With a new director, comes a new vision—a fruitful, enthusiastic exercise in fandom filmmaking at its finest. The series returns to its Hitchcockian roots with the wrongfully accused team, and although the nuclear threat seems tried, somehow it is executed originally here.

Designed for IMAX, this is one of the biggest pieces of action cinema of the past decade, a gem of a directorial debut by the previously animation-recluse Bird. A brisk pace, brilliant, and near poetic visual flair, this spy film invariably hits any given list of one’s top spy films. The more humorous inclusion of Simon Pegg was much appreciated, too.

6.) Munich (2005) – Steven Spielberg

Spielberg is a household name for a reason, and although not without his own misses and flaws, this remains a compelling and well-formed analysis of a story based on actual events. Spies may not be so clearly designated as the soul of the film, but a thriller this most certainly is.

While Spielberg’s formula perhaps could have been avoided for this particular story, it still successfully borrows tones of spy-tension that allow this film applicable, and remains no less emotionally commanding today.

5.) Casino Royale (2006) – Martin Campbell

Fresh, mind-blowing action sequences are fueled by a gritty, more realistic Bond than ever seen before, Campbell shows a newfound appreciation and understanding of the character as much as the very confident Daniel Craig, who now shows up on this list twice, indeed.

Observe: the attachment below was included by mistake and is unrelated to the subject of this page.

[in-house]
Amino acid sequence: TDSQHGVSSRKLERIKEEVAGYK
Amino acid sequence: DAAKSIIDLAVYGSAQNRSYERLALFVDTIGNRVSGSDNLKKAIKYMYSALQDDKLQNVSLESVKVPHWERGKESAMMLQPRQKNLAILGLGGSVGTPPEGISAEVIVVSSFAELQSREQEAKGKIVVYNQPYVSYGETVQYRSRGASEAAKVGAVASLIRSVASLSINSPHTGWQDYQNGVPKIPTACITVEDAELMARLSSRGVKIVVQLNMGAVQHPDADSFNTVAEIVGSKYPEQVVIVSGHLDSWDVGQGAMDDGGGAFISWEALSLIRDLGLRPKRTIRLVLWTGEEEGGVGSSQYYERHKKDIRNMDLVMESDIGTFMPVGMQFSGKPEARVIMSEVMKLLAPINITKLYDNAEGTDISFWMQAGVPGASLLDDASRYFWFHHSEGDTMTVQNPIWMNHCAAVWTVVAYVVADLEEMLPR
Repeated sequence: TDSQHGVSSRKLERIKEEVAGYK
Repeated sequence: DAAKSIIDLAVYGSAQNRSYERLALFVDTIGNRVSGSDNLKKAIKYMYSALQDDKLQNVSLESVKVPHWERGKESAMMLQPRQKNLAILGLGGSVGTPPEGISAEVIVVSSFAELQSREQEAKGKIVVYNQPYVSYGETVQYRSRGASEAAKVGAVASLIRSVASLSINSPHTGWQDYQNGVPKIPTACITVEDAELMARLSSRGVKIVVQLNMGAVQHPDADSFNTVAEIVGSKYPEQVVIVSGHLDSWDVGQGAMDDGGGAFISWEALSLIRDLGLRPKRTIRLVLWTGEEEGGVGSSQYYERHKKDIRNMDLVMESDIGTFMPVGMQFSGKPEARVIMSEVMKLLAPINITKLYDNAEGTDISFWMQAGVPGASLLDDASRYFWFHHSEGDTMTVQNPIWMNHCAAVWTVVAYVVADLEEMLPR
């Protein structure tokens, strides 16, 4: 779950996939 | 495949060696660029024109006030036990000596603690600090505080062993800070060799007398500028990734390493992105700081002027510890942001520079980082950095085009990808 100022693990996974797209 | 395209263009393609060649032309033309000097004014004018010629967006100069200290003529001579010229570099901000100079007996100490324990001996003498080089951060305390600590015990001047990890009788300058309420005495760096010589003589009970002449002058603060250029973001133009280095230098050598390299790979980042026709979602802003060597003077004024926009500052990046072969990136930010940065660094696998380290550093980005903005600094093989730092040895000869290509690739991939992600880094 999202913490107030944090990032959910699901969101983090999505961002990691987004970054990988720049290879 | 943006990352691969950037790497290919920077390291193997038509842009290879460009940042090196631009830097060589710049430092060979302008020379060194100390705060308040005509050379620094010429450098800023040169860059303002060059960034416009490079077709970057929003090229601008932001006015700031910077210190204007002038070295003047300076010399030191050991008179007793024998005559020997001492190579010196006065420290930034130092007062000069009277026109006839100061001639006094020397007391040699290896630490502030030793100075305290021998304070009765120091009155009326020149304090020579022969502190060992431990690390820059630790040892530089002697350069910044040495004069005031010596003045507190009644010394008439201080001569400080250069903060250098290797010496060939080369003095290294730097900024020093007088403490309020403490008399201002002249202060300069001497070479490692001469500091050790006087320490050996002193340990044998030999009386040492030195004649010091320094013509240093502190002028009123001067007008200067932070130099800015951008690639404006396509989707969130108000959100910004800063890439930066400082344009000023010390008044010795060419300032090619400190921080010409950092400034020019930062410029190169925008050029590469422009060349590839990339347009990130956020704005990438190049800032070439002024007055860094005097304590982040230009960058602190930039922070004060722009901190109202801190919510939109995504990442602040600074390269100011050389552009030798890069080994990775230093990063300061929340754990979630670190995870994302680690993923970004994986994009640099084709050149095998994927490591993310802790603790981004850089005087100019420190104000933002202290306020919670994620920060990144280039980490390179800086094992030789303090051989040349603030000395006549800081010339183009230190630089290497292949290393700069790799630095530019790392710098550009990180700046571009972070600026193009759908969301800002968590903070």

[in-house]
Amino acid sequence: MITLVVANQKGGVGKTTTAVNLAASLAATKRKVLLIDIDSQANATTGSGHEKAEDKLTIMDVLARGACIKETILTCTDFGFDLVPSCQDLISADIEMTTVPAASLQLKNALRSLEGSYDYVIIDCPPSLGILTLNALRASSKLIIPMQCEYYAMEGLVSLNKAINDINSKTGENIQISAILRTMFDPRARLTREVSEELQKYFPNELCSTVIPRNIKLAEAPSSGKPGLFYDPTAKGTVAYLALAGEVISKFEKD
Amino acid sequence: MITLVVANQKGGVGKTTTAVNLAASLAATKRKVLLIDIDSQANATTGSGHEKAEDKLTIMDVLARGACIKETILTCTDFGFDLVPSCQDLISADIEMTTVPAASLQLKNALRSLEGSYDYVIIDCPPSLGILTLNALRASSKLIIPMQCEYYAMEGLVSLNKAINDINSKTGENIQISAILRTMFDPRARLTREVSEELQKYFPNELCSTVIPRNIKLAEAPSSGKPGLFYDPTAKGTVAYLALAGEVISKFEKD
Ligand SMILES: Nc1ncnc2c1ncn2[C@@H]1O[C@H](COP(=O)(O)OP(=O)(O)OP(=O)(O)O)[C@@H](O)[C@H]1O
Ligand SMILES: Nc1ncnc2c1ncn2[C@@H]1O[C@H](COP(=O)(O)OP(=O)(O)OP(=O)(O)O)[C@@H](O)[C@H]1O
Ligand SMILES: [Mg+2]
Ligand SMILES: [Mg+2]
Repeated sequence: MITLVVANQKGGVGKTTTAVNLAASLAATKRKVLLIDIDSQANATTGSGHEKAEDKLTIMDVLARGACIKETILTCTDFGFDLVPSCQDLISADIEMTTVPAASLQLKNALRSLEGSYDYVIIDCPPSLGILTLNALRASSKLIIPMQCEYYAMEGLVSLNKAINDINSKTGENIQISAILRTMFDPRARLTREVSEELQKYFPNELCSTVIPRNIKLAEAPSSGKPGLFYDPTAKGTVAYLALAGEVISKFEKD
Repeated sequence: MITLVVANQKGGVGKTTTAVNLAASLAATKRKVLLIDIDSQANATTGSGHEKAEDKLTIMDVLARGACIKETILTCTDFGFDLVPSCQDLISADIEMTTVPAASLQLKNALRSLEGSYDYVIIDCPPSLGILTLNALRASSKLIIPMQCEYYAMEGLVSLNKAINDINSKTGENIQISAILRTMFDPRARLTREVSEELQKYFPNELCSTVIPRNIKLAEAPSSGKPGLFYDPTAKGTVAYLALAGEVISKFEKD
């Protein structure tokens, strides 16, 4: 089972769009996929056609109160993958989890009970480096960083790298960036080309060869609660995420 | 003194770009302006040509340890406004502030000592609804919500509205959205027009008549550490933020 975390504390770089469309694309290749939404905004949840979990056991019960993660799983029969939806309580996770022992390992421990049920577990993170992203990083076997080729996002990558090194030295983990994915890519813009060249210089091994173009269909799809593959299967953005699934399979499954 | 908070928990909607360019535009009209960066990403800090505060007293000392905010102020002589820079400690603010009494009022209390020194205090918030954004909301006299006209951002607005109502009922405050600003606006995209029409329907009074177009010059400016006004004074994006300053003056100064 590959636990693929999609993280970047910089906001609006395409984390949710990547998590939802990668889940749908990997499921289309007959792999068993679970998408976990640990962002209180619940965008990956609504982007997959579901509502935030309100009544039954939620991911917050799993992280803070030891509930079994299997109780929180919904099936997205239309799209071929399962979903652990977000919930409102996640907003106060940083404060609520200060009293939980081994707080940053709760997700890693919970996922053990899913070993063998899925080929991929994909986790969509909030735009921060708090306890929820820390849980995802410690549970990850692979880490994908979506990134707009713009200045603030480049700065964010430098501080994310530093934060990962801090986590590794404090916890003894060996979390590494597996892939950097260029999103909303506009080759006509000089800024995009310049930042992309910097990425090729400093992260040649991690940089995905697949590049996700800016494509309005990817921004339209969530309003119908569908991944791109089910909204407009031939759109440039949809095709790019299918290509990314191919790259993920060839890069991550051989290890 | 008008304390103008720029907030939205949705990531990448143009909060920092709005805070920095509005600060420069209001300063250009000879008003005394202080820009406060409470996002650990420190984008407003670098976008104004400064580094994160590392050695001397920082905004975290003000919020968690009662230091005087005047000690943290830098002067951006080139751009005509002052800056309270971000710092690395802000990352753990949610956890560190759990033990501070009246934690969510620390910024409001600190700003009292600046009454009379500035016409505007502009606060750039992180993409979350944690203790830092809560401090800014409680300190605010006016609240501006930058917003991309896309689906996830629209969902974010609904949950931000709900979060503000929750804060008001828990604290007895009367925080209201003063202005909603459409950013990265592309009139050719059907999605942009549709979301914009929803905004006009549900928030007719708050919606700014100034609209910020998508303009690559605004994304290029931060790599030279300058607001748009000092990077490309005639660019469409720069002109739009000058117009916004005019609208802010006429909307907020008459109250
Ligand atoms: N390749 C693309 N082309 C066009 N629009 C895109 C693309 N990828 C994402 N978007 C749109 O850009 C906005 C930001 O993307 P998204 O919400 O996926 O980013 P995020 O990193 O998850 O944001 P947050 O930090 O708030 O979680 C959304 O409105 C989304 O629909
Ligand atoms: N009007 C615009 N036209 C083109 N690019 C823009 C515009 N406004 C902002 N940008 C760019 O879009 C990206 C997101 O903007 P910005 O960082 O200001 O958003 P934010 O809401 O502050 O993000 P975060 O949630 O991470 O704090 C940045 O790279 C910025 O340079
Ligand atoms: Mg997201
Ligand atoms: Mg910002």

The film hits every important checkbox with glee: megalomaniac villain with a strange bodily disfigurement, martinis, easy use of women, Aston Martin, wide foreign locale vistas, the list goes on. Not to mention Chris Cornell for an opening credits scene, which is always excessively long right up to the gun barrel.

4.) The Bourne [Trilogy] (2002-2007) – Doug Liman, Paul Greengrass

All together, the Bourne Trilogy stands as one film, each story smoothly transitioning into the next, amplifying all that is best about spy cinema, and grounded by Matt Damon—who was just as effective and groundbreaking a spy as Connery himself upon first Bond viewing.

A revolutionary spy series based on books of only the same tone, which were written by one of the all time spy-novel greats: Robert Ludlum. Every single one of his books could be a movie if the studios wished it. This trilogy of course excludes The Bourne Legacy, which not only isn’t a Bourne film, but is of an entirely different genre. It’s science-fiction, not a spy movie.

This original trilogy stands on its own, untainted, and with its human-malfunctioning-weapon exercises the full capabilities of a government trained assassin. These films are literally the apex of everything that was grand about spy cinema up until and during the years of this trilogy, and remain outstanding as contributions to film not only as action films, but as influential cinema itself.

The editing, the character, the plots would all sincerely affect the future of all spy films, and no matter how over-the-top it gets, you are so grounded in reality and a maze of tension that it goes over your head that what you’re watching isn’t really happening, and couldn’t really happen. You believe.